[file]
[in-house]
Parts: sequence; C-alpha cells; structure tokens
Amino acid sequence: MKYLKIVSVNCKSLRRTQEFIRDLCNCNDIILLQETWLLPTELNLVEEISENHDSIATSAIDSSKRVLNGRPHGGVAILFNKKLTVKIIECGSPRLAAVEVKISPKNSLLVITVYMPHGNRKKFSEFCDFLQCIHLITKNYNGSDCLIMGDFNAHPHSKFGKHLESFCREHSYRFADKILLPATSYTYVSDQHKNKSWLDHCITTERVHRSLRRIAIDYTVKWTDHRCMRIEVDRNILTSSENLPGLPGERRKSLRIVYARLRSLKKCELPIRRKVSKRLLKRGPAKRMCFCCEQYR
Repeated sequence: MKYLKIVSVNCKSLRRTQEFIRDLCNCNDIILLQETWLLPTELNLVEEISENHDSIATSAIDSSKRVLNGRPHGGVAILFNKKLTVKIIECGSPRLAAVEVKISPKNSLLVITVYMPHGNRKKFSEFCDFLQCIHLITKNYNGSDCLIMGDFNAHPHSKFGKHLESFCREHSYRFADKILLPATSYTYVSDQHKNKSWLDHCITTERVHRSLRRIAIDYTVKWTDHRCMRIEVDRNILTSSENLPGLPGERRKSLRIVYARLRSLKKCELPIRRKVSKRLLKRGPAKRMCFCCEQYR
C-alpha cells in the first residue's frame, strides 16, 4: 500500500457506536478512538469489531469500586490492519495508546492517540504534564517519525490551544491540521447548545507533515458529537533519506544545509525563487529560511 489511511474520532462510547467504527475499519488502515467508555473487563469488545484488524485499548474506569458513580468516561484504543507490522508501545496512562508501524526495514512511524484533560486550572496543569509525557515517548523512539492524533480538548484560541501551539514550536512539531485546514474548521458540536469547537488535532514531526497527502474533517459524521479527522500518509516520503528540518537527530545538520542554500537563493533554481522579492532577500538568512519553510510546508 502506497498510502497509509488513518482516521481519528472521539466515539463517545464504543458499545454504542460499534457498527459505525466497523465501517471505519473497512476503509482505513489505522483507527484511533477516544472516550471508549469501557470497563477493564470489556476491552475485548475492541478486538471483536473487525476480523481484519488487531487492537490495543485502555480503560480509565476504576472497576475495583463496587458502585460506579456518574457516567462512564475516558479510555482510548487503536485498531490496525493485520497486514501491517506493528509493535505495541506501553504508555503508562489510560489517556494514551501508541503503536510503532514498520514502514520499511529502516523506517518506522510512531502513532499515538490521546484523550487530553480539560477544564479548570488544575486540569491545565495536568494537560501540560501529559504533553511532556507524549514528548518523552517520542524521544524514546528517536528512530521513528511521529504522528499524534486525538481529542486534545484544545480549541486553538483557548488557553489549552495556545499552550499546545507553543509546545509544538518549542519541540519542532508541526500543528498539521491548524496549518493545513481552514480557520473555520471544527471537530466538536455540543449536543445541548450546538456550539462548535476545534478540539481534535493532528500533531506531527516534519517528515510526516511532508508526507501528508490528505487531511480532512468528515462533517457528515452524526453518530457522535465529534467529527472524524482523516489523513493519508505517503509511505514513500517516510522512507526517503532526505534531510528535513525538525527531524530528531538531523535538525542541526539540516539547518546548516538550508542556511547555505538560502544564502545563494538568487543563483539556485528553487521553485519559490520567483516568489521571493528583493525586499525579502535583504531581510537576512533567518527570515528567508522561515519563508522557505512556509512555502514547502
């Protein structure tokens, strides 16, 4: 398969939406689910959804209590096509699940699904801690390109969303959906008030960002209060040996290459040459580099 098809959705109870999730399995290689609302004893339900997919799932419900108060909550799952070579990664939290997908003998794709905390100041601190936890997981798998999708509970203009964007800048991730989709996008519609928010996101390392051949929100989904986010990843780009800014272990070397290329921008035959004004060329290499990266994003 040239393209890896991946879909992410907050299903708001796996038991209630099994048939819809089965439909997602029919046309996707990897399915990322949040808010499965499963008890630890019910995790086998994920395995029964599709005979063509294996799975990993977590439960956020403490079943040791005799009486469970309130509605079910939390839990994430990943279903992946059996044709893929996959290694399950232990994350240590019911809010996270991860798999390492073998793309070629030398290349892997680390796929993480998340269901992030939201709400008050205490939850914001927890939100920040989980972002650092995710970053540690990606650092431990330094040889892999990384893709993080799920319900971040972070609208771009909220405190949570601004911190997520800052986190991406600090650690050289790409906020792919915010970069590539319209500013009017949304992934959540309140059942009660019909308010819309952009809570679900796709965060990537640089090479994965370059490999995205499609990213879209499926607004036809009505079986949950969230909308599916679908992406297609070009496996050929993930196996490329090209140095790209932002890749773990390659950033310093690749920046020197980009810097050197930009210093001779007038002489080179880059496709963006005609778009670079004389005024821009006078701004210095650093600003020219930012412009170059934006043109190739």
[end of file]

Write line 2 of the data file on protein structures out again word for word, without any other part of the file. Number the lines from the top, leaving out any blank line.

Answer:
Parts: sequence; C-alpha cells; structure tokens